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Twenty Harvard Kennedy School students traveled more than 7,000 miles to spend two weeks meeting leaders and innovators in India during their winter break in January. The trip, organized annually by the HKS South Asia Caucus, took the students all over India and opened the door to meetings with the National Security Advisor, the Chief Minister of Delhi, the Minister of State for Commerce and Industry and many more high-level executives and entrepreneurs in the fields of emergency management, health care, government and education.
Anirudh Suri, MPA-MBA 2012, who organized the trip, praised the opportunity for students as one that allows them to think differently about India.
“Students gain a different perspective by seeing the country so closely and meeting with decision-makers, as opposed to simply traveling around the country,” said Suri. “In the long run, the students become more aware of opportunities to work in these countries. It prepares us well to engage with India in whatever job we might pursue upon graduation from HKS, whether it be as a trade negotiator, a leader in a global NGO or as a diplomat.”
Among one of the many meetings with influential Indian policy makers, Suri said he was particularly inspired by Sachin Pilot, minister of state for information technology and communications. Pilot — a graduate of the University of Pennsylvania’s Wharton School — is in his early 30s and, as such, is one of the youngest members of the Cabinet.
“Mixing humor with discussion of serious issues, Mr. Pilot was reasoned in his arguments, self-critical and very down-to-earth — despite his many achievements at such a young age,” said Suri. “As a young Indian myself, I found Mr. Pilot to be a role model.”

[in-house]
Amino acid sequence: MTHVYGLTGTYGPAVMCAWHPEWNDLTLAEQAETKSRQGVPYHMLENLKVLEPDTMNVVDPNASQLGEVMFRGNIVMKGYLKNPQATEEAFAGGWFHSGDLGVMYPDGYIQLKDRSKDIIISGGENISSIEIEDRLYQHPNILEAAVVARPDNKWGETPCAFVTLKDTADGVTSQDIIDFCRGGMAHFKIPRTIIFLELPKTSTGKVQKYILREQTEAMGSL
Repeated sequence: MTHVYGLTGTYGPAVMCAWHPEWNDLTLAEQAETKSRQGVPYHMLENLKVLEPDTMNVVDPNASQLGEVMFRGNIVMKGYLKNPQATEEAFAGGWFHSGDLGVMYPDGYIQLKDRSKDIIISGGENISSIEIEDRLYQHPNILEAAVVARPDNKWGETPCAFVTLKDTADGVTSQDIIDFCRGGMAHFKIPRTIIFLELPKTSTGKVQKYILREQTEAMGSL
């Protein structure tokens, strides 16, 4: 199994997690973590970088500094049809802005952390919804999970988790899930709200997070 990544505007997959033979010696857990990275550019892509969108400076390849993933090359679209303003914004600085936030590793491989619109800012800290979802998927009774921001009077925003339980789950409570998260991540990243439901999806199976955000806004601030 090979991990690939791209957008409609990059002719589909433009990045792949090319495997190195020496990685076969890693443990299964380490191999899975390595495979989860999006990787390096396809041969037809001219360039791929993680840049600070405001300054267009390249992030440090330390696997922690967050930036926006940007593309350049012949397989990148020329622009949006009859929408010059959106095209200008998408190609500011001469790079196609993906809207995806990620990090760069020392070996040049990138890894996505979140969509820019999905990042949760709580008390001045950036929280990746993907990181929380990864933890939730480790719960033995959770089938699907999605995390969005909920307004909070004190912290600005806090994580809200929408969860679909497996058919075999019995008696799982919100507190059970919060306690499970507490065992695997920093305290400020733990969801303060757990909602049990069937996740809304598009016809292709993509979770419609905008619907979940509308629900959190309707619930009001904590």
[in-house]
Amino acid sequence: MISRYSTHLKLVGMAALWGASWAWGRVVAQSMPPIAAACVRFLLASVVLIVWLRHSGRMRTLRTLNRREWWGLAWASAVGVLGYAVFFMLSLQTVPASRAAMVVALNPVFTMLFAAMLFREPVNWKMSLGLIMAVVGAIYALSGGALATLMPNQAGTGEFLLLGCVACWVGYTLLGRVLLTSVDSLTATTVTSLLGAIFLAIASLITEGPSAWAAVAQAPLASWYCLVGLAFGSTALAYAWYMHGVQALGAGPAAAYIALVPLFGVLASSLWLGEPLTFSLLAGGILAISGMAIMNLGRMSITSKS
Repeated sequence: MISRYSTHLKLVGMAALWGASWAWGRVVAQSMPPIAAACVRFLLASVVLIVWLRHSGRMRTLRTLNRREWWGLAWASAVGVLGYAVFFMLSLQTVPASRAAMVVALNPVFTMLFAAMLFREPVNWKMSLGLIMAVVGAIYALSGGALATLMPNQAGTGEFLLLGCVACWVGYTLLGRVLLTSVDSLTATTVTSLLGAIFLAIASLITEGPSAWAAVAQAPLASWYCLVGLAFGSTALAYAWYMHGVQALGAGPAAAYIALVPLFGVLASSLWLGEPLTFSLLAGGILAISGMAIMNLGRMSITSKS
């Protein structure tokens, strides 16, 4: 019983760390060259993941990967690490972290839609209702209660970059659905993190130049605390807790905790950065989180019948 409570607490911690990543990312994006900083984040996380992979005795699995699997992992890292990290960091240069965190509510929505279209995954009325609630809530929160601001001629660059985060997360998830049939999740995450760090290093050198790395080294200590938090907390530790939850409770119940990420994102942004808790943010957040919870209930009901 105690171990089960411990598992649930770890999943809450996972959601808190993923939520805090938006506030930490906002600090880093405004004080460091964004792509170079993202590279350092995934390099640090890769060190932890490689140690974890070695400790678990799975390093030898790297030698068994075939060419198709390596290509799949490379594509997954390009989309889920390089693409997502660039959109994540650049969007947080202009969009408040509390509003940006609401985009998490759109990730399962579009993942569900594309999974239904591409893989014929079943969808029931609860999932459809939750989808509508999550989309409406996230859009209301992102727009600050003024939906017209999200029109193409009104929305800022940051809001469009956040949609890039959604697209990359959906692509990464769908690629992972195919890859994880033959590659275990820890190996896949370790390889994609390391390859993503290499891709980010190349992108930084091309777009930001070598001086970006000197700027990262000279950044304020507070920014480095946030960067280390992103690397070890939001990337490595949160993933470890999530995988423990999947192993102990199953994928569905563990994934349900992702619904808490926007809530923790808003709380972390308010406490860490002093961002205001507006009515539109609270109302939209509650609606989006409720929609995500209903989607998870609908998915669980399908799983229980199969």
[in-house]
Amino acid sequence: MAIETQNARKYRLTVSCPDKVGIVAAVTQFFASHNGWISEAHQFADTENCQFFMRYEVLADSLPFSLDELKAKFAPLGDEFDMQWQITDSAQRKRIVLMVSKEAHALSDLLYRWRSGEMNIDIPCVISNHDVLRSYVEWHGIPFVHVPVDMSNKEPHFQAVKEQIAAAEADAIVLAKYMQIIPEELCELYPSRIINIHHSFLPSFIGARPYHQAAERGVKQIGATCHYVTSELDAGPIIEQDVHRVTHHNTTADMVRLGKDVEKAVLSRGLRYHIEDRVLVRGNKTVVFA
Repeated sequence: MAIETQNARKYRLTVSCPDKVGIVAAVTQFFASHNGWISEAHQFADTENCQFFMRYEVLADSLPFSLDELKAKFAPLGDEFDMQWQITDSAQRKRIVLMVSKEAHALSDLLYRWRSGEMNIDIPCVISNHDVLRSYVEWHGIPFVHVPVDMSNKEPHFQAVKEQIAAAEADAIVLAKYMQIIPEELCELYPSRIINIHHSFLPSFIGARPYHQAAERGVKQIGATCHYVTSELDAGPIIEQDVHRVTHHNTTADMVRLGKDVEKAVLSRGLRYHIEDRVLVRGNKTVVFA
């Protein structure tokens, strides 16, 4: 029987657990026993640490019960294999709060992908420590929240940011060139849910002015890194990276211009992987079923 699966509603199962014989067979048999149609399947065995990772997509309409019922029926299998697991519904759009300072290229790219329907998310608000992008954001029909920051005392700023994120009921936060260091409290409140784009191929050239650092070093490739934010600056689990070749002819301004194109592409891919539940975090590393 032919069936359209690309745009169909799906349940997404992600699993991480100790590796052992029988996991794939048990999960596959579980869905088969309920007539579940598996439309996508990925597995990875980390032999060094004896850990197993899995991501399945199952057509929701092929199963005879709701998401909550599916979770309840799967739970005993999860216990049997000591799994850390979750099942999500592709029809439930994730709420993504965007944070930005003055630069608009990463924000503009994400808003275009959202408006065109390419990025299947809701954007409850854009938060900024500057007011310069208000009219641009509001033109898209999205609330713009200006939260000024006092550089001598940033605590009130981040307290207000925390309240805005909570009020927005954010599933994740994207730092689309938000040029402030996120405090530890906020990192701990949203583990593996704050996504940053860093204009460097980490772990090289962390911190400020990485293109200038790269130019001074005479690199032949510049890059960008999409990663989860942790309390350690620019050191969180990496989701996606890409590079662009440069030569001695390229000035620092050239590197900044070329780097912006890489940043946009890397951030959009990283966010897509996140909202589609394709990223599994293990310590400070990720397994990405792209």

Nicholas Burns, Harvard Kennedy School professor of the practice of diplomacy and international politics, was in India attending an event co-hosted by the Center for New American Security and the Aspen India Institute to launch a new strategic U.S.-India initiative, which the students were able to attend. Burns spent some time with the students talking about the potential for India to develop its relationship with the United States in the future.
The group also had the eye-opening opportunity to visit Dharavi, one of the largest slum areas in Asia thought to house more than one million people in less than three-quarters of a square mile.
“Speaking to the residents of Dharavi and other socio-economically disadvantaged communities, including some of the homeless families that call Mumbai their ‘home,’ I was struck by the pervasive energy and the positive optimism,” said Suri. “Though it would seem out of place to an outsider, I realized that it was very much part of the resilient, entrepreneurial character of Dharavi.”
In Delhi, in addition to policymakers, the students also met HKS alumni at a reception hosted by the HKS India Alumni group, led by Pradeep Singh MPA 1991.
For Suri, who was born and raised in India and whose parents still live there, the trip solidified his goals for the future.
“For me, personally, it was an immensely satisfying experience,” he said. “It reinforced my desire to go back to India and contribute to its development after I graduate.”